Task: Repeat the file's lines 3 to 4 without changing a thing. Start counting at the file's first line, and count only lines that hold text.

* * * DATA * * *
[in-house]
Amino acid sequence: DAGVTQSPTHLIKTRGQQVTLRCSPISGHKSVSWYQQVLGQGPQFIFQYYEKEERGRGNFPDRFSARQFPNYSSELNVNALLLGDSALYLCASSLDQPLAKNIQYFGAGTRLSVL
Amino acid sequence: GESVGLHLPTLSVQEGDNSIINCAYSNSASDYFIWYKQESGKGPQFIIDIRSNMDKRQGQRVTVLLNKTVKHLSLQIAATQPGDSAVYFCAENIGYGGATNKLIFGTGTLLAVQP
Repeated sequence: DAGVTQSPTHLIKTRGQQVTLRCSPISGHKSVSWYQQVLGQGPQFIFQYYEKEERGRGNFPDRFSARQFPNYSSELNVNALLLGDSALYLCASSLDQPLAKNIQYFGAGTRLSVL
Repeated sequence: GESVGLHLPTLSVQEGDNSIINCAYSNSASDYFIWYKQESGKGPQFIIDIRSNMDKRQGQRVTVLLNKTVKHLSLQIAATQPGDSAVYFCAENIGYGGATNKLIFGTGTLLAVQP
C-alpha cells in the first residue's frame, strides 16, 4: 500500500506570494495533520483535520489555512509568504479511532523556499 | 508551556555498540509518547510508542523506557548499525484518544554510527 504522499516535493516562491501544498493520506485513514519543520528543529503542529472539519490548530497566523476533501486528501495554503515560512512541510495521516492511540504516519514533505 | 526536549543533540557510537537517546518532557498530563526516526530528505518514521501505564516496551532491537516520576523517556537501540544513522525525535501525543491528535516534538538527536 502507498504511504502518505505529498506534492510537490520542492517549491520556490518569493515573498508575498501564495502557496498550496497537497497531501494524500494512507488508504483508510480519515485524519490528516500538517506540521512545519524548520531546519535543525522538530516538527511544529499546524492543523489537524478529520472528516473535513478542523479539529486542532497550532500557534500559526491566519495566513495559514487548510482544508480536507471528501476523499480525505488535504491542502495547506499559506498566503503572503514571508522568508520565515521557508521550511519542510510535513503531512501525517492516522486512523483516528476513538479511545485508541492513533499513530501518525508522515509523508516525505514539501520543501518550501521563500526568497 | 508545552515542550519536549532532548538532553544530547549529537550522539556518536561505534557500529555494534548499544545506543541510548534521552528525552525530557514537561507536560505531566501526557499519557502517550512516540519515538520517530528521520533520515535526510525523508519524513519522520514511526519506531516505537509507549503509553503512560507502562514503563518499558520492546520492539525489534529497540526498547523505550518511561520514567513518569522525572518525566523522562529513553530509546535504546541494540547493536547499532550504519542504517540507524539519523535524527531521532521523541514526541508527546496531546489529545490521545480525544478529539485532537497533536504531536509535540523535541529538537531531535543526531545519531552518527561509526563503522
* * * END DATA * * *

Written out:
Amino acid sequence: GESVGLHLPTLSVQEGDNSIINCAYSNSASDYFIWYKQESGKGPQFIIDIRSNMDKRQGQRVTVLLNKTVKHLSLQIAATQPGDSAVYFCAENIGYGGATNKLIFGTGTLLAVQP
Repeated sequence: DAGVTQSPTHLIKTRGQQVTLRCSPISGHKSVSWYQQVLGQGPQFIFQYYEKEERGRGNFPDRFSARQFPNYSSELNVNALLLGDSALYLCASSLDQPLAKNIQYFGAGTRLSVL